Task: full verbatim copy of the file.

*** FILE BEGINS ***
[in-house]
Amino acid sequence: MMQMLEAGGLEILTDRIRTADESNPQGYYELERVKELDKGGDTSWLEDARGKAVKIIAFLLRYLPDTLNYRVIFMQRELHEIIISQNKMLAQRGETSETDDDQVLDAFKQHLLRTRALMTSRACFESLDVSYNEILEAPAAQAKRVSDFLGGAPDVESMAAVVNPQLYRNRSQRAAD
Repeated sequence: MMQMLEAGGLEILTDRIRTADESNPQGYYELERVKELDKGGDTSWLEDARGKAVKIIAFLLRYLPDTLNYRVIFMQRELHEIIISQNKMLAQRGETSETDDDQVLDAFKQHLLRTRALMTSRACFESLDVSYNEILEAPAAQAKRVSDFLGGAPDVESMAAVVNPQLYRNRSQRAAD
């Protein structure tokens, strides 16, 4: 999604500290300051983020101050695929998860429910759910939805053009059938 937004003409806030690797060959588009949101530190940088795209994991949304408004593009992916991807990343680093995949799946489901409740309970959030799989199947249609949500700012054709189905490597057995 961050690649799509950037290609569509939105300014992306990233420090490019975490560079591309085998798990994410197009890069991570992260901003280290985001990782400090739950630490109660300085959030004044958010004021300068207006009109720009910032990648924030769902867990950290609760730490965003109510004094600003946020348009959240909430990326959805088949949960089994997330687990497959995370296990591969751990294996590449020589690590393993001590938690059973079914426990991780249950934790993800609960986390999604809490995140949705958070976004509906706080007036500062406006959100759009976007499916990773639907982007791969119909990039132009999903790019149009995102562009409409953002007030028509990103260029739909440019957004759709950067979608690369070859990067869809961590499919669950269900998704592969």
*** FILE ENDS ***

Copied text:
[in-house]
Amino acid sequence: MMQMLEAGGLEILTDRIRTADESNPQGYYELERVKELDKGGDTSWLEDARGKAVKIIAFLLRYLPDTLNYRVIFMQRELHEIIISQNKMLAQRGETSETDDDQVLDAFKQHLLRTRALMTSRACFESLDVSYNEILEAPAAQAKRVSDFLGGAPDVESMAAVVNPQLYRNRSQRAAD
Repeated sequence: MMQMLEAGGLEILTDRIRTADESNPQGYYELERVKELDKGGDTSWLEDARGKAVKIIAFLLRYLPDTLNYRVIFMQRELHEIIISQNKMLAQRGETSETDDDQVLDAFKQHLLRTRALMTSRACFESLDVSYNEILEAPAAQAKRVSDFLGGAPDVESMAAVVNPQLYRNRSQRAAD
């Protein structure tokens, strides 16, 4: 999604500290300051983020101050695929998860429910759910939805053009059938 937004003409806030690797060959588009949101530190940088795209994991949304408004593009992916991807990343680093995949799946489901409740309970959030799989199947249609949500700012054709189905490597057995 961050690649799509950037290609569509939105300014992306990233420090490019975490560079591309085998798990994410197009890069991570992260901003280290985001990782400090739950630490109660300085959030004044958010004021300068207006009109720009910032990648924030769902867990950290609760730490965003109510004094600003946020348009959240909430990326959805088949949960089994997330687990497959995370296990591969751990294996590449020589690590393993001590938690059973079914426990991780249950934790993800609960986390999604809490995140949705958070976004509906706080007036500062406006959100759009976007499916990773639907982007791969119909990039132009999903790019149009995102562009409409953002007030028509990103260029739909440019957004759709950067979608690369070859990067869809961590499919669950269900998704592969």